Though he came nowhere near the front, the fallout from the war was visible everywhere, from the traffic at the port to the scarred passersby. World War I was marked by several revolutions in military technology that increased the distance from which one human could kill another. He met a wounded artilleryman who had been in action for 10 months but “never saw a single bloody German.”

Within two months of leaving Nome, some of the dogs were already in service, carrying needed ammunition via previously inaccessible routes. The dogs surpassed all expectations, traveling faster than any pack animal could in the wintry terrain. In one instance, a group of dogs delivered 90 tons of ammunition over just four days. For another mission, they enabled 18 miles of telephone wire to be laid in a single night, reconnecting an isolated unit to command. And most importantly, more French soldiers lived thanks to the dogs.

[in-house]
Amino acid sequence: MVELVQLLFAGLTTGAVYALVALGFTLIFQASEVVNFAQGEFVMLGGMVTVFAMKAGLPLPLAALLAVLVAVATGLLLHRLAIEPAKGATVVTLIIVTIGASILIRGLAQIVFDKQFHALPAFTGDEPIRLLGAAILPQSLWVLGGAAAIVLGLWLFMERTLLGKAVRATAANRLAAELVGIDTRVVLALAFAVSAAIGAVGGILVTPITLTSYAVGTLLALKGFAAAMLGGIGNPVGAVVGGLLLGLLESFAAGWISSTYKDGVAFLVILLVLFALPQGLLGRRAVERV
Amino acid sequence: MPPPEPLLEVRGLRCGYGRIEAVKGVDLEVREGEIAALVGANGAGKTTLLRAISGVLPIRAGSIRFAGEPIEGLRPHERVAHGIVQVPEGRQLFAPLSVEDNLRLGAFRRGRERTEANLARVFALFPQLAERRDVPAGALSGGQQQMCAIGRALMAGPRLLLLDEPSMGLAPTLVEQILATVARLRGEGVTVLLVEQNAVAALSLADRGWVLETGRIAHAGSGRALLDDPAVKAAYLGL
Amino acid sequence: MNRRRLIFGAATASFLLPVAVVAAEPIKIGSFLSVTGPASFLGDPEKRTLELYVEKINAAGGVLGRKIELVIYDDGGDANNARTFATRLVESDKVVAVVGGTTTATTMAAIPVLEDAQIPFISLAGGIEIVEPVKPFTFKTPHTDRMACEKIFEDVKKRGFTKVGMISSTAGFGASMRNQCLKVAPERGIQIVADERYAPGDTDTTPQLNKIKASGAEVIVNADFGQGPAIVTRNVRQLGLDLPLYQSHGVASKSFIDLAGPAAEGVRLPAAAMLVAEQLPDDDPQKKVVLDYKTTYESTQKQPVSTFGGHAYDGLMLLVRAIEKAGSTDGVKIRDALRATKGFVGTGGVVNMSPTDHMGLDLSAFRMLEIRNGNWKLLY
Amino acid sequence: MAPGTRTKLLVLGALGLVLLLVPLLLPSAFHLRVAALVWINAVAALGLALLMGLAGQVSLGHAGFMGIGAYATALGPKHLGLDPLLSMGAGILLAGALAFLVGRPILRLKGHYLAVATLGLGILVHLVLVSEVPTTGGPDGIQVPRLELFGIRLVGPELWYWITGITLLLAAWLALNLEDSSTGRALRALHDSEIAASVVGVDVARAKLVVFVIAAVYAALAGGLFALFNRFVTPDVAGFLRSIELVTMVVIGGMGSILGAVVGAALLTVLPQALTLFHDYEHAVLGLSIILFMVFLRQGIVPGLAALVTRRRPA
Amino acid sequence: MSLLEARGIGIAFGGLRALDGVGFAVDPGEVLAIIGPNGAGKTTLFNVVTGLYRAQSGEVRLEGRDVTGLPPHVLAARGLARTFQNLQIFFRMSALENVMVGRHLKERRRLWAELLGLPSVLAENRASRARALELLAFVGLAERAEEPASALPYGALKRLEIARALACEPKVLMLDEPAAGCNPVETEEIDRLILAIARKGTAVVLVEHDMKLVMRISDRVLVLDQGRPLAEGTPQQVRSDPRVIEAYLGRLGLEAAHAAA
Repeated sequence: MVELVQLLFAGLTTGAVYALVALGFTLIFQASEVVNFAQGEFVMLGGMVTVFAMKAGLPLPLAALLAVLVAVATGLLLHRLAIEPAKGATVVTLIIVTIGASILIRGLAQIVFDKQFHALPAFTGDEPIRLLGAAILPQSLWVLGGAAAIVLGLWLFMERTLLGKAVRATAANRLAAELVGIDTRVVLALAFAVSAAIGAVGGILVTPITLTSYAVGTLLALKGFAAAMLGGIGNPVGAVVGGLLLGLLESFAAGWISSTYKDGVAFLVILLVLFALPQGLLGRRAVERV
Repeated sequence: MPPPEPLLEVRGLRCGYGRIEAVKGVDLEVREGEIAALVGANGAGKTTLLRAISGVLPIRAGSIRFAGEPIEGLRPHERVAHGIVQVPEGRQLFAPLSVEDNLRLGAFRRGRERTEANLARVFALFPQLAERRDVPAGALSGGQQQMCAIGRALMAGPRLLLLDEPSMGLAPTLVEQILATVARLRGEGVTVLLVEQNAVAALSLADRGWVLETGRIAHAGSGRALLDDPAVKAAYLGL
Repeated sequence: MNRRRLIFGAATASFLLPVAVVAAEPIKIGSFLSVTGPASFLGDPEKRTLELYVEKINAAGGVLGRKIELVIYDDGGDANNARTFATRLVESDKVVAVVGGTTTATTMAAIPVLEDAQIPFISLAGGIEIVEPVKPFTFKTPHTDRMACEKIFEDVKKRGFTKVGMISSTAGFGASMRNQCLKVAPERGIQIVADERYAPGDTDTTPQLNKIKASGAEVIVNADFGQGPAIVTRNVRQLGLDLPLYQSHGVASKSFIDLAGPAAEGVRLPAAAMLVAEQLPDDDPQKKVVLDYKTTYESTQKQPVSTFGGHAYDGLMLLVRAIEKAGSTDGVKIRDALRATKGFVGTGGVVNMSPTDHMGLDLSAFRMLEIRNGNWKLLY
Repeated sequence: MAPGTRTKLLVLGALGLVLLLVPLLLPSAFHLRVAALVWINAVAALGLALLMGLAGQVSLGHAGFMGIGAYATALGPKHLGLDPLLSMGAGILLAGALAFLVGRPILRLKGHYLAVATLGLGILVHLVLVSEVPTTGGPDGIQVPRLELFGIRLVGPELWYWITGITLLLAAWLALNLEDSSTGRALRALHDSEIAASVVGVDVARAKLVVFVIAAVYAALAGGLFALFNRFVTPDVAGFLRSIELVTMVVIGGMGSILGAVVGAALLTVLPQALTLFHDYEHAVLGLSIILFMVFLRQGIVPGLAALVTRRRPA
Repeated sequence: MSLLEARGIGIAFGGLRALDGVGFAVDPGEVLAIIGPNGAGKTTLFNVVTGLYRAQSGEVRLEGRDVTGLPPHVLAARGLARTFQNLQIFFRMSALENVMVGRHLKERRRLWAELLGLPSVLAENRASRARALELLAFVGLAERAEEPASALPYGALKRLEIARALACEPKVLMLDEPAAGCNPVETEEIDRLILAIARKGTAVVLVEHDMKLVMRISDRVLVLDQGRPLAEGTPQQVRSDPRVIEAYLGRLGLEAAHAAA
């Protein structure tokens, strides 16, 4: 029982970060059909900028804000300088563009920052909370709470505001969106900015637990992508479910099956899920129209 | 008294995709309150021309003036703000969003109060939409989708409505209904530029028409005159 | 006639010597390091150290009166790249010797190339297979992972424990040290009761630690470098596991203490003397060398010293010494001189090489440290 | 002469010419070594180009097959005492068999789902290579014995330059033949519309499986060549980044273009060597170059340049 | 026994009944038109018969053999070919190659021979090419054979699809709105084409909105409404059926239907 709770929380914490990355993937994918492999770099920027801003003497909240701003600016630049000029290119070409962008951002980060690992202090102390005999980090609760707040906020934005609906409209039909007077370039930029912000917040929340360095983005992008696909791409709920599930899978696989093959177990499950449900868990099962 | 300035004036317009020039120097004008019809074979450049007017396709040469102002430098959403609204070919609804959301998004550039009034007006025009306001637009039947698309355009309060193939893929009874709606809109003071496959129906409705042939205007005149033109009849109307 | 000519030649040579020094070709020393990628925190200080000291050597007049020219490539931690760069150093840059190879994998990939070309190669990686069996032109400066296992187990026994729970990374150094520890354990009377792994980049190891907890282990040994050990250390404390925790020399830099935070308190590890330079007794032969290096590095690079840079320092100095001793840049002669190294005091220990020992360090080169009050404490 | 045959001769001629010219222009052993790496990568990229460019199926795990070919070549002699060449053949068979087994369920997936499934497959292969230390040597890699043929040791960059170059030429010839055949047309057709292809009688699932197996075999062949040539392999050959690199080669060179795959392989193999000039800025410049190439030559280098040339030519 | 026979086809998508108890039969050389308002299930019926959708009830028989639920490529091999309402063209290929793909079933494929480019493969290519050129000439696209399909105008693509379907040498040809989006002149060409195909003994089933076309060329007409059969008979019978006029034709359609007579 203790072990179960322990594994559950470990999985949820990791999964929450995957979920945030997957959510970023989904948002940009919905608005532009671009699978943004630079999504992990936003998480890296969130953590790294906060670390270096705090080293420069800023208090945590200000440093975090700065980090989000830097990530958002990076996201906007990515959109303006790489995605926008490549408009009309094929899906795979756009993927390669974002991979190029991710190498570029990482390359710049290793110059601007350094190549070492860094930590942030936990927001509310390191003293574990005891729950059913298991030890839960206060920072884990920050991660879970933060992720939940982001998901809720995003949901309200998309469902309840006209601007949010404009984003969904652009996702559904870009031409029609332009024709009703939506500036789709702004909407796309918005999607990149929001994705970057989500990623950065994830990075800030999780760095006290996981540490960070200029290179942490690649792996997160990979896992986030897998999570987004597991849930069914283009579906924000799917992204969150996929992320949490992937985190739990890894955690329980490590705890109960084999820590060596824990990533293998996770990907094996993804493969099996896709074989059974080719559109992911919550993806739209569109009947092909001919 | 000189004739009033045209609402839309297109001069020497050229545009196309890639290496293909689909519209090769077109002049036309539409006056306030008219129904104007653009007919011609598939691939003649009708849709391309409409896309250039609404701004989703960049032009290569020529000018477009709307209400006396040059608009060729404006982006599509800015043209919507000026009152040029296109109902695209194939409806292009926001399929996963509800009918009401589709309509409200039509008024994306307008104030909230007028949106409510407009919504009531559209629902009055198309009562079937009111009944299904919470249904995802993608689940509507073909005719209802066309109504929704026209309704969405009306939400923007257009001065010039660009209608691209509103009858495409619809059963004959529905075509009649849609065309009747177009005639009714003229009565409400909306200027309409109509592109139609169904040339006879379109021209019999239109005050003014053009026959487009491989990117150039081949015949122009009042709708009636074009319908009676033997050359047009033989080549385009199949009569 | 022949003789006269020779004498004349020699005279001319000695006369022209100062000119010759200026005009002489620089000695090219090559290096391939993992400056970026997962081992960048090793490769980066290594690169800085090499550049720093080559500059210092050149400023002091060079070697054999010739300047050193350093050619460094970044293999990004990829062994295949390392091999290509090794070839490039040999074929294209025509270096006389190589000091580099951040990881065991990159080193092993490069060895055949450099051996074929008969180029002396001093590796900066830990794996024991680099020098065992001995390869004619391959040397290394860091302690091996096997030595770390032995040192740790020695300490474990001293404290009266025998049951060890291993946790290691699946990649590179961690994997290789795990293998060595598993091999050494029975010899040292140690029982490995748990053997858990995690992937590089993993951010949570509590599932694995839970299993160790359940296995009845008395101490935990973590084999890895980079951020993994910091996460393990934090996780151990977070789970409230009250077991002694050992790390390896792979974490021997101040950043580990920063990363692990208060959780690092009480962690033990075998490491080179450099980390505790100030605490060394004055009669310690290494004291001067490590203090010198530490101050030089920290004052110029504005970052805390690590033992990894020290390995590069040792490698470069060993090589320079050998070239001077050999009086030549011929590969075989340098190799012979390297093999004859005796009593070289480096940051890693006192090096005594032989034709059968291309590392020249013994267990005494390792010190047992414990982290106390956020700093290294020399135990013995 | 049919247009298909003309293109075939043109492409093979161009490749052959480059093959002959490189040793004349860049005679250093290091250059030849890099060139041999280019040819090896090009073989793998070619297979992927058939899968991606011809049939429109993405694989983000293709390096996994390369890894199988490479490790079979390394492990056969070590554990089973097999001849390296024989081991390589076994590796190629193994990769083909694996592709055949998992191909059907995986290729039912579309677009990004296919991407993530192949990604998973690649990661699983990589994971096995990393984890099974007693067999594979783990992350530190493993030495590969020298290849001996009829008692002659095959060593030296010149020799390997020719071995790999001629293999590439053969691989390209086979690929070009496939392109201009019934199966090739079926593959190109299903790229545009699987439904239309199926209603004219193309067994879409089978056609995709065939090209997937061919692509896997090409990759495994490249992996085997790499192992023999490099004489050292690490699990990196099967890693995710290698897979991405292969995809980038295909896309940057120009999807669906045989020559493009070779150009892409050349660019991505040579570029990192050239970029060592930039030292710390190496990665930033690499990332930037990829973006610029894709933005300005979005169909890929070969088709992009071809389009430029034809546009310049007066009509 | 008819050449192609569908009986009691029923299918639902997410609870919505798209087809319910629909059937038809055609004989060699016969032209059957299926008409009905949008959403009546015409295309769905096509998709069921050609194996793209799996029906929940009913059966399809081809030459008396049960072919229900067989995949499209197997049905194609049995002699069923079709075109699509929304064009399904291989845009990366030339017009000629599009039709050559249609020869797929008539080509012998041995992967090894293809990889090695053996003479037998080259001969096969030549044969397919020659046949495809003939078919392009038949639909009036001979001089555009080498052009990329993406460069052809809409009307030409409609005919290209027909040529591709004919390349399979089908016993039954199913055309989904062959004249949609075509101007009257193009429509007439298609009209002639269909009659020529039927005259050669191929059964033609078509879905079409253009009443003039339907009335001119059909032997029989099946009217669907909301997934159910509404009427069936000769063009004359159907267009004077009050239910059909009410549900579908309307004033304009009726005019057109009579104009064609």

France was not the only World War I participant to employ war dogs, but nowhere else were they used so effectively. Three of the Allan-provided dogs were eventually awarded the Croix de Guerre for heroic acts. After the war, French authorities released all the animals from service; most became treasured pets in the region where they had served.

At the tail end of December 1915, Allan arrived in Canada from France. From there, he traveled to Southern California, where he spent his first winter in 20 years outside Alaska. While Allan was in France, Baldy was left in Nome, an understandable though disheartening separation. The loyal canine was inconsolable during the absence and prone to melancholy wanderings.

By the summer of 1916, Allan was back in Nome, building an “aero sled,” a snowmachine in other words. He believed his design could carry the mail from Nome to Valdez in only six days when 40 days was the rough standard by dog sled. The gas-guzzling prototype, which never made it far from Nome, was a regular, noisy and unwelcome presence on local roads. A couple of years later, he and Baldy relocated to California for an earned and warmer retirement.